A theme of resilience in the pandemic has come over repeatedly for OCF and is the focus of our longer-term support to the local voluntary and community sector. Improved mental wellbeing across our communities is vital to allow us to ‘recover stronger’. By partnering with Oxfordshire County Council, Public Health we were able to direct a round of funding to the huge variety of organisations in the local community supporting this.
This funding allowed Oxford City Farm to regularly open their beautiful green community space for volunteers and visitors.The volunteering creates a community feel – people connect over tea and biscuits and feel good about what they achieve as a group. For many, these outdoor opportunities for connection have been the only social space they have felt safe to enter and as such it has been a real life line for their well-being. Volunteers get to take home fresh vegetables, they have had a part in growing, and they also feel pride in doing their bit to support the increased availability to fresh food for people who would otherwise struggle to access it.
For people who don’t want to get involved in the physical work of the farm, the drop in visitor sessions have been hugely popular with families enjoying a free to enter community space that their children can roam, scramble and play in, meet friends and enjoy the animals. So many people tell us the the farm is like an oasis in the city and when they walk through the gates their shoulders drop. The combination of being in a natural green space, the chance to interact with animals and the land and receiving a warm welcome from staff and volunteers really seems add up to so much more than a sum of its parts.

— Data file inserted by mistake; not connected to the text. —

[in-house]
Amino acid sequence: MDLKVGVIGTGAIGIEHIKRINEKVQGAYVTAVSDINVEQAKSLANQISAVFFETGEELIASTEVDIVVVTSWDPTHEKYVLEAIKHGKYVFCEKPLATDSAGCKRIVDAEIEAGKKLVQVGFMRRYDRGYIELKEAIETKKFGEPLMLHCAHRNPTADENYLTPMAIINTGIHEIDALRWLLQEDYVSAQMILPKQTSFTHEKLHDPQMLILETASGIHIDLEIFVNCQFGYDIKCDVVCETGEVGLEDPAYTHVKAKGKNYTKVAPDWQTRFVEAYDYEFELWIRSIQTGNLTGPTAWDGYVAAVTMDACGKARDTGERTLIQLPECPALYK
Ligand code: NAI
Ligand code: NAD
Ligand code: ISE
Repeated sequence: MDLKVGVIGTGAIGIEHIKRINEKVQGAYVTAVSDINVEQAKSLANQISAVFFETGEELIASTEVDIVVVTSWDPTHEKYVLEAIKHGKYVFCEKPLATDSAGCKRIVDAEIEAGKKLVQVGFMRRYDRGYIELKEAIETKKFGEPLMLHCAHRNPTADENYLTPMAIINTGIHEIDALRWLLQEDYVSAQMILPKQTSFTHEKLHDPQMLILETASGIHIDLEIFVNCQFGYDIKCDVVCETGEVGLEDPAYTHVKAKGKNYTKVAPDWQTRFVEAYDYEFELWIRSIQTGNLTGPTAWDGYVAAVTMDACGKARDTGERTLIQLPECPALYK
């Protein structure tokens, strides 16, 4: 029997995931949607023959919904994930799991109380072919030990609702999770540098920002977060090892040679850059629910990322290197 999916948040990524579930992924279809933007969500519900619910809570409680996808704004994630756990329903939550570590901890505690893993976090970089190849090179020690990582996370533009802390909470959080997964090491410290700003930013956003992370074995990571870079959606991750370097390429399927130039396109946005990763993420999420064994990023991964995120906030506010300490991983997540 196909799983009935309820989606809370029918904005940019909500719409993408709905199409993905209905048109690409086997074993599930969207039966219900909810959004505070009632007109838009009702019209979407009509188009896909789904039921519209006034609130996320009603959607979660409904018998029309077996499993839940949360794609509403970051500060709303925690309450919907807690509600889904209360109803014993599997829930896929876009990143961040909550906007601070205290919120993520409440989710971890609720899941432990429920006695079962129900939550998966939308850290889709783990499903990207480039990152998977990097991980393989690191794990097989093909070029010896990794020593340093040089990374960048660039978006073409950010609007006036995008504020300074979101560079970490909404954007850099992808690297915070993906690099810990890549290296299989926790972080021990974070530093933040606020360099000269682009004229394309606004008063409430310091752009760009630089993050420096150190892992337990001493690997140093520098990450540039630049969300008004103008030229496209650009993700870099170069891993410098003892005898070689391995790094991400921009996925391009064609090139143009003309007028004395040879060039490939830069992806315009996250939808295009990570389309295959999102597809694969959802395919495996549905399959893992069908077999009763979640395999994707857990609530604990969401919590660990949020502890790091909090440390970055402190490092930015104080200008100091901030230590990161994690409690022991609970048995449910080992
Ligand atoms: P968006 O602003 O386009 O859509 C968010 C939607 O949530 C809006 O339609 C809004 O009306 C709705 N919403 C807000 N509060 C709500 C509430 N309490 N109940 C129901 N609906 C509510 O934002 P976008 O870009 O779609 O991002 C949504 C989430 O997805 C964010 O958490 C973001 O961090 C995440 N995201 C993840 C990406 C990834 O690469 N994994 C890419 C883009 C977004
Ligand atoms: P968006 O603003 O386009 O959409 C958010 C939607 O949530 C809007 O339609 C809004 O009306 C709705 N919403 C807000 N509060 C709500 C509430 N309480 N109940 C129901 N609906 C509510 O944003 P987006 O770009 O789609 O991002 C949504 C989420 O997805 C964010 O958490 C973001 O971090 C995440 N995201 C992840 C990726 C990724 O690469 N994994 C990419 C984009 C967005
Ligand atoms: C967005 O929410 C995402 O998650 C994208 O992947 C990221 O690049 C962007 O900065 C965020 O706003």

Volunteers have told Oxford City Farm that coming to a space where connection with nature and people is possible in a supported way, has a hugely beneficial impact on their well-being. One example is a man in his early 30’s who was referred to their project. When he first came he was isolated, withdrawn depressed and anxious; but not receiving specialist help. He Initially worked on his own projects and didn’t interact with the group. However with support from the session leads, he gradually gained confidence. He began to sit with the group at tea break, not interacting much, but his presence was significant. As time went by he gained confidence, began to work alongside others and to speak and share his knowledge and skills, particularly in relation to carpentry. From coming once per week, he requested to come more often. He noticed jobs that needed doing around the Farm and offered to do them.
He now feels a real sense of pride and connection with the Farm. He calls it his happy place. This is so evident in his demeanour, as he walks in tall and open, rather than the hunched and unsure person he was when he started. He has now done his volunteer co-lead training and is able to support the delivery of sessions and activities on the site. The other regular volunteers, many of them older, or less physically able value his strength and willingness to support them in heavier tasks and he loves to help. He now actively welcomes new volunteers and has helped the kickstart trainees develop carpentry skills. This project has been a journey of transformation for him and it is hoped will lead to future paid work with the Farm.